In my Communication Studies major, among my friends, in politics and in life, prejudice is a prevalent, important issue in 2015 society. The fact that we still haven’t solved these problems — that these groups we’ve stereotyped, categorized and divided are still separate and discriminated against — is rather disgusting to me. But since we’re still living with it, it’s something we need to talk about, and something we need to start thinking about in the context of having a “civilized and advanced” society. We’ve gone to the moon. We’re building electric cars, we have supercomputers in our pockets and soon we’re going to provide internet access to every single person on the planet. Yet the struggle for equality and the fact that we actually ask people what race they are in job applications — as if it matters, and as if race is anything more than a human construct — is a problem with a solution that still eludes us.
What would I know about this? I’m a straight, white guy from Fort Collins, the whitest white city in the whole darn country. My honest answer is that I don’t know much at all in regards to personal experience. I suppose I can complain that there are scholarships exclusively for women and not many for men, or that a company might choose a person of color over myself as a new hire to prove that they aren’t racist. However, these are trivial complaints compared to what happens to people who aren’t straight, white and male. Treatment in court, treatment by cops and discriminatory pay aren’t things I have to deal with.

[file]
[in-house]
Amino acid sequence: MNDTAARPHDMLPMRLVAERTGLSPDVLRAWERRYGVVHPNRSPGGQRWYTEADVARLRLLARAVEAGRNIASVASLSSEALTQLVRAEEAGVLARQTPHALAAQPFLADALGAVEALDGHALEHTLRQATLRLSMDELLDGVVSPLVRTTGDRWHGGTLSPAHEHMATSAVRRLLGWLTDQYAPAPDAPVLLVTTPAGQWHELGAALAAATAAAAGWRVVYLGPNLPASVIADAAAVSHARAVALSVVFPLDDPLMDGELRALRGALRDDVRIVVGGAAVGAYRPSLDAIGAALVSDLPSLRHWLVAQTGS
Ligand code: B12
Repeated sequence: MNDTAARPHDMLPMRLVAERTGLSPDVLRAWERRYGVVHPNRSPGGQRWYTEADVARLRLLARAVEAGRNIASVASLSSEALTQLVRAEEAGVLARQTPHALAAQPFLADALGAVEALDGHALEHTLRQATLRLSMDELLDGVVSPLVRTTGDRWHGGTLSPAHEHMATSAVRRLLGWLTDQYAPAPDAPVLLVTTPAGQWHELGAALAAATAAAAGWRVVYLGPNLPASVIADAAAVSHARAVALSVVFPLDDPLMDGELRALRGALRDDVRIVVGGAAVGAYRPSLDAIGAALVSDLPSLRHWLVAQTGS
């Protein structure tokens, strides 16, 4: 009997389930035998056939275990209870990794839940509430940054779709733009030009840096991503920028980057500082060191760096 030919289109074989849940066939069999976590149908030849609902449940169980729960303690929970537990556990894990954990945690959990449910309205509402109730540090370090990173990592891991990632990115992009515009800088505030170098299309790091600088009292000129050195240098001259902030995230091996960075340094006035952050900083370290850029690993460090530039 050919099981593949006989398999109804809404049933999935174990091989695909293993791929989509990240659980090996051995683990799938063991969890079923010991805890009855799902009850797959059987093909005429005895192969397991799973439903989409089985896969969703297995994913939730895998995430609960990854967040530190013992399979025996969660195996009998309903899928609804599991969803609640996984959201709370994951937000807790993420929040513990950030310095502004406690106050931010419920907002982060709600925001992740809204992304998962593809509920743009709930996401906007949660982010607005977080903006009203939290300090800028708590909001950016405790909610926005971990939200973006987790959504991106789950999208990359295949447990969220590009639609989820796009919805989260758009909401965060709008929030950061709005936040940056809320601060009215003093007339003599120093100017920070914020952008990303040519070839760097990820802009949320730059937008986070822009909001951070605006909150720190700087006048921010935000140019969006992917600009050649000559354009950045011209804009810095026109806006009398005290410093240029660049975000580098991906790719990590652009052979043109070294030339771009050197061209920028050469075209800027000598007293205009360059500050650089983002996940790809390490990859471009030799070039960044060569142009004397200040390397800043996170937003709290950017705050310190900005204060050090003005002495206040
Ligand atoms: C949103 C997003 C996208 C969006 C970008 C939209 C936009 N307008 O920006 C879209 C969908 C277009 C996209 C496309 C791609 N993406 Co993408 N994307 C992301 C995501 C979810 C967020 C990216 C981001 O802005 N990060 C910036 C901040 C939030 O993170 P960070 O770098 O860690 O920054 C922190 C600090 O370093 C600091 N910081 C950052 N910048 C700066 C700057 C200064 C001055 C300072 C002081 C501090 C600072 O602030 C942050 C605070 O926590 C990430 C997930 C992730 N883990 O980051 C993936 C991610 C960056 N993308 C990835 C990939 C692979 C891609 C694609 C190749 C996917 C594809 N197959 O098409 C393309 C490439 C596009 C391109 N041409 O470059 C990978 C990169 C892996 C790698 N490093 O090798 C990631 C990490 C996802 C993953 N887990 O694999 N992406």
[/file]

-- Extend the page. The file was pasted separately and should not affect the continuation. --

The problem for me is getting engaged in the conversation. Who am I to make a judgment call on feminism when I’m not the one being discriminated against? Who am I to discuss what we should do about police brutality when it’s not me who’s going to be brutalized? Who am I to try and figure out the baffling problem that some people honestly believe gay people should not be allowed to get married like everyone else?
In some ways, I’m not the one to make these calls, but it’s also essential that those who are not discriminated against contribute to the conversation. In my Rhetoric in Western Thought class, when the topic of feminism came up, plenty of girls immediately spoke up; not a single guy raised their hand, not even me. I won’t deny my nervousness that my opinion would be shut down, that no matter what I said it would be heavily scrutinized because I know nothing about the problem.
What I think needs to happen is to make sure this lopsided balance of power is flagrantly ignored and eliminated. Everyone has a voice; all of us are people; and really, we have more commonalities than differences. If we’re going to discuss equality, we need to discuss it equally and put our money where our mouths are. If you’ve been discriminated against, you need to speak out. If you have not been, you need to listen, and help and understand, rather than pretending the problem isn’t there. If anyone has an opinion, they deserve to be heard. People are people, not white, black, male, female, straight or gay. We’ve been categorized out of fear of the unknown, and the different and the new that breaks from tradition, stereotyped because of actions we probably took because we were discriminated against in the first place, and divided by our differences rather than being united by them.
My fellow college students, our generation is about to take up the reins and start running this crazy thing we call society. Let’s stop putting it off and become the generation that makes discrimination a thing of the past, whether you’ve faced discrimination in your life or not.
Collegian Columnist Dan Rice can be reached at firstname.lastname@example.org or on Twitter @danriceman.